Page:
A former lead consultant to the Government of Bolivia on its Pension Privatization Project with extensive domestic and international public policy concerns in pensions, healthcare, workforce, immigration, tax, education and other areas, Ms. Stamer has been extensively involved in U.S. federal, state and local health care and other legislative and regulatory reform impacting these concerns throughout her career. Her public policy and regulatory affairs experience encompasses advising and representing domestic and multinational private sector health, insurance, employee benefit, employer, staffing and other outsourced service providers, and other clients in dealings with Congress, state legislatures, and federal, state and local regulators and government entities, as well as providing advice and input to U.S. and foreign government leaders on these and other policy concerns.

Author of leading works on a multitude of labor and employment, compensation and benefits, internal controls and compliance, and risk management matters and a Fellow in the American College of Employee Benefit Counsel, the American Bar Foundation and the Texas Bar Foundation, Ms. Stamer also shares her thought leadership, experience and advocacy on these and other related concerns by her service in the leadership of the Solutions Law Press, Inc. Coalition for Responsible Health Policy, its PROJECT COPE: Coalition on Patient Empowerment, and a broad range of other professional and civic organizations including North Texas Healthcare Compliance Association, a founding Board Member and past President of the Alliance for Healthcare Excellence, past Board Member and Board Compliance Committee Chair for the National Kidney Foundation of North Texas; former Board President of the early childhood development intervention agency, The Richardson Development Center for Children (now Warren Center For Children); current Vice Chair of the ABA Tort & Insurance Practice Section Employee Benefits Committee, current Vice Chair of Policy for the Life Sciences Committee of the ABA International Section, Past Chair of the ABA Health Law Section Managed Care & Insurance Section, a current Defined Contribution Plan Committee Co-Chair, former Group Chair and Co-Chair of the ABA RPTE Section Employee Benefits Group, past Representative and chair of various committees of ABA Joint Committee on Employee Benefits; an ABA Health Law Coordinating Council representative, former Coordinator and a Vice-Chair of the Gulf Coast TEGE Council TE Division, past Chair of the Dallas Bar Association Employee Benefits & Executive Compensation Committee, a former member of the Board of Directors of the Southwest Benefits Association and others.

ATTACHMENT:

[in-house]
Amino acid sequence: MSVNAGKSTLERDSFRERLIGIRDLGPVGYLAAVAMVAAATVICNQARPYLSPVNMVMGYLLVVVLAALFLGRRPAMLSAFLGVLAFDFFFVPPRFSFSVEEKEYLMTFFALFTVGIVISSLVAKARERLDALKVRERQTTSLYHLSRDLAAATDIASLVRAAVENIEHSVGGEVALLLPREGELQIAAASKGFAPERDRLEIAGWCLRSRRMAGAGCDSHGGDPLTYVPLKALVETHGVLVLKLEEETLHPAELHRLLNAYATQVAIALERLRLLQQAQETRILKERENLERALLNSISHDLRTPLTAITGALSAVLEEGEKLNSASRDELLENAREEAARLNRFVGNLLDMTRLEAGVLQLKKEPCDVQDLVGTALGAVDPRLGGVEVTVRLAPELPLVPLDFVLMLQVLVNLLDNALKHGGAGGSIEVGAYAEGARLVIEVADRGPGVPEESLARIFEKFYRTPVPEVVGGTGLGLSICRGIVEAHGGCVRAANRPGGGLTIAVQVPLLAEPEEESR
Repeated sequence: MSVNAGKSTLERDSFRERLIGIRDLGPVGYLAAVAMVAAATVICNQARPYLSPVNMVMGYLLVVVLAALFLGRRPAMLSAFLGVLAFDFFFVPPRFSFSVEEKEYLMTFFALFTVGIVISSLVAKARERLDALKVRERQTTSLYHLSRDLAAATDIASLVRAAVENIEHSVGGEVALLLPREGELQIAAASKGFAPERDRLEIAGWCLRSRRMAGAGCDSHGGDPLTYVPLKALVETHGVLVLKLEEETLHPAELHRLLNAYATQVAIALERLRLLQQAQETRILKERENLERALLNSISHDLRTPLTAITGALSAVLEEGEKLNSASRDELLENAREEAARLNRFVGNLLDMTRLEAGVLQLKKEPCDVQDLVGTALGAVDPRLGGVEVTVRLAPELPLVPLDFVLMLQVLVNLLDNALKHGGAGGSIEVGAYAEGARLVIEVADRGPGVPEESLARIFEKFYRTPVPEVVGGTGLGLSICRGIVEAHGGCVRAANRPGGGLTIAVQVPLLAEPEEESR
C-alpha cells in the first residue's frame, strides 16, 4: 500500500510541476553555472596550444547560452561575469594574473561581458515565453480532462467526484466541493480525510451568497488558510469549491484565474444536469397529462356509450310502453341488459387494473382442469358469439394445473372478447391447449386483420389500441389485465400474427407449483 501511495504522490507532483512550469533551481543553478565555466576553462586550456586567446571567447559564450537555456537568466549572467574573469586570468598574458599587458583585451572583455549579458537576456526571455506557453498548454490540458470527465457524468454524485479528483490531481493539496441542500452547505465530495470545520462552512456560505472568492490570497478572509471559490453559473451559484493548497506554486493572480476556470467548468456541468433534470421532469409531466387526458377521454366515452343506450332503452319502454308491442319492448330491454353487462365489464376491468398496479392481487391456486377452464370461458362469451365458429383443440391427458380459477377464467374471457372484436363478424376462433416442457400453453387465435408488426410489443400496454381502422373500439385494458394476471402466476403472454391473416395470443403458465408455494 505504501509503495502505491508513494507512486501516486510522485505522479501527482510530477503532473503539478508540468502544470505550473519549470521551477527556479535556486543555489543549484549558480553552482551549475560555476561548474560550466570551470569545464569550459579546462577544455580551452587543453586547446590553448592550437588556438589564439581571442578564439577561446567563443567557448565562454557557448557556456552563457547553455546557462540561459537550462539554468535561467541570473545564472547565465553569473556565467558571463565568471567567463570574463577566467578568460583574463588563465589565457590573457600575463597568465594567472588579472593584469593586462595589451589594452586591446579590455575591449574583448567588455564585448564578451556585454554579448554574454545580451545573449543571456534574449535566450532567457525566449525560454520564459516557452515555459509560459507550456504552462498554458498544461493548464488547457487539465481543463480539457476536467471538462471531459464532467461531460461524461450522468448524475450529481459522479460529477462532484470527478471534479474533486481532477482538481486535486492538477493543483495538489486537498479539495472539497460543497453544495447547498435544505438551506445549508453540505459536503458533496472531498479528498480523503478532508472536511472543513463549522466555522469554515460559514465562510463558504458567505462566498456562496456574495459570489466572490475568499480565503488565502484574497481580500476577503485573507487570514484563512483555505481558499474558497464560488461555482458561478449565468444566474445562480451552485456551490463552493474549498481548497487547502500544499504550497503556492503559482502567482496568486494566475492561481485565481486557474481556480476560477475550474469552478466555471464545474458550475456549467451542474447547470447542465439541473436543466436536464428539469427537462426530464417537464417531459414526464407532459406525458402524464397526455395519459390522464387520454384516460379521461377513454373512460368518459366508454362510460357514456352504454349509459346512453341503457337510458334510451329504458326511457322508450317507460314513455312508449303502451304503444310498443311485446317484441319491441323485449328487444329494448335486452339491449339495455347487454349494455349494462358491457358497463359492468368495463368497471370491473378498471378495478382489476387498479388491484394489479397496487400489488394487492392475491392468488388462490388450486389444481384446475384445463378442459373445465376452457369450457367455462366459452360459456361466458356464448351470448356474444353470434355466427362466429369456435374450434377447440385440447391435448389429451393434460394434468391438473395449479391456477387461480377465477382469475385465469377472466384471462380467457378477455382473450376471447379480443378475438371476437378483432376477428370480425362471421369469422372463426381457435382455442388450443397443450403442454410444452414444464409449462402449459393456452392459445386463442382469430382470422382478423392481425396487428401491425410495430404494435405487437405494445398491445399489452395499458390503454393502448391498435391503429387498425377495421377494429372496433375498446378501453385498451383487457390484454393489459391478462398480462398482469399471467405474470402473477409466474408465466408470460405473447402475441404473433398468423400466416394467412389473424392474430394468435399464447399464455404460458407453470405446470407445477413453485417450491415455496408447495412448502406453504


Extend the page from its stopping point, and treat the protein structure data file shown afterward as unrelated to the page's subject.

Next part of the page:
For more information about Ms. Stamer or her health industry and other experience and involvements, see here or contact Ms. Stamer via telephone at (214) 452-8297 or via e-mail here.